“When I was little, out of necessity, I attended a religious school. Sometimes it happened that the nuns would call my mum worriedly saying that I was drawing naked bodies, erect penises and vulvas. Today I don’t know why I did it, but it amused me because I knew there was nothing wrong with it (…). The body and sexuality have always been constants in my life”.
With deep eyes and a big smile, Alice Capelli (born in 1997) is a visual artist born and raised in Milan.
We meet her in videocall in May 2022 after a curious misunderstanding. It happens in fact that on the day of the appointment, and shortly before the scheduled time, she sends us her home address sure that the meeting would take place in person. At that moment, it becomes clear to us sitting in front of the PC how much physical contact is really a priority for her.
ACRE presents her interview here, a dialogue that allows us to get to know her and approach her world; but, unlike the first time, it happens without misunderstandings because we meet face to face in her home studio in Milan.
Who is Alice Capelli?
Delicacy and impetuosity, sensuality and rigidity, day and night, are opposites that cohabit in Alice Capelli. “I don’t recognise myself in any pre-established schematism, neither artistically nor personally, so I have difficulty in finding an answer to this question. However, I believe that what identifies me is transparency. The artists generally focus their work around mystery; for me it is different. I do not think my works are immediately legible, but at the same time, I think they are transparent.” Immortalising imprints of bodies, memories of physical contacts and sexual acts, for Alice Capelli, becomes a transparent way of narrating herself and the reality that surrounds her.
How would you define what you do? And how do your works originate?
Alice’s works derive from a constant investigation of identity. A search that she expresses with a purely pictorial language and that never offers definitive readings: ‘My work is largely introspective, I conceive a process that starts from my body but then, touching on the theme of identity, broadens out to embrace every person’ .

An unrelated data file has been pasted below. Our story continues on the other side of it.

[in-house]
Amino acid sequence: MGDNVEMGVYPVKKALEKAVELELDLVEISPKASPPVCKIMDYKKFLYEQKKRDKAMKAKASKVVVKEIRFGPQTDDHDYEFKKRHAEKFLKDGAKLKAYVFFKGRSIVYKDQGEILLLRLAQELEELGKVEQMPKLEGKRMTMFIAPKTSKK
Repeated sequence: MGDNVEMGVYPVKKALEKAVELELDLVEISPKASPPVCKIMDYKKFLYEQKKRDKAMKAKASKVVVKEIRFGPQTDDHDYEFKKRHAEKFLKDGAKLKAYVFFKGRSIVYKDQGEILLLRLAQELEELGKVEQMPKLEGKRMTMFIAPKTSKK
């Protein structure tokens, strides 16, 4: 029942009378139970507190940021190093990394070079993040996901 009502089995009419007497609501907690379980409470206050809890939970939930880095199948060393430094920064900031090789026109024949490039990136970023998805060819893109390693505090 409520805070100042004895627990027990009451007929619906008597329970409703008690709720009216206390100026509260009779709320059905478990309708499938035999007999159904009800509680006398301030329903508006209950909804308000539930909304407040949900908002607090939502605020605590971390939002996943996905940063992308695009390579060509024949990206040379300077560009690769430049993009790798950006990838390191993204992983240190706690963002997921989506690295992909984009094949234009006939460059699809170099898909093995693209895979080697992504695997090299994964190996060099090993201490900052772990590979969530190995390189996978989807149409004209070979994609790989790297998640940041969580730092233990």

Alice does not consider herself to be an abstract or even a figurative artist, but on a compositional level, although she is not motivated by symbolism, she proposes forms that clearly recall two images: legs and breasts: “I see legs as the means by which one moves and arrives at knowledge; and the breast, which is conventionally linked to motherhood, as the principle of life (…) I also present the latter because since childhood I have experienced it as a weakness. The breast leads me back to discrimination of expression and gender, issues that I have always dealt with and which I advocate a new educational approach to’.
Between Alice and what she acts on, a bodily symbiosis germinates, the evolution of which she can never predict until the end: ‘my works are born from an energy similar to that which is released in a sexual relationship, until the end I never know how it will go’.
What value does the body have for you, and what importance does it have in your works?
“What I present in my works are remains, yes remains. It is like when, after bedtime, dead skin, sweat and hair are deposited on the sheets”.
Alice does not make the body a poetic issue, she does not embroider fictitious narratives around what she narrates: “I am like that, grounded, I am interested in reality without filters (…) everything in my works refers back to the body; I perceive it as a demonstrative means of one’s own passage. As that which allows one to place oneself in a here and now, but which cannot submit to closed schematisms’.
When she speaks of the breast, she does not look at the symbolism associated with it, but analyses it considering it for what it is: ‘a simple body part, which is used like any other’.
Alice is aware that the verb ‘to use’ and the type of reading she proposes of the body can be misunderstood. This is why she works with girls, children and teenagers to promote the topic in schools: ‘it all starts in childhood; providing a correct education is the first step towards change’.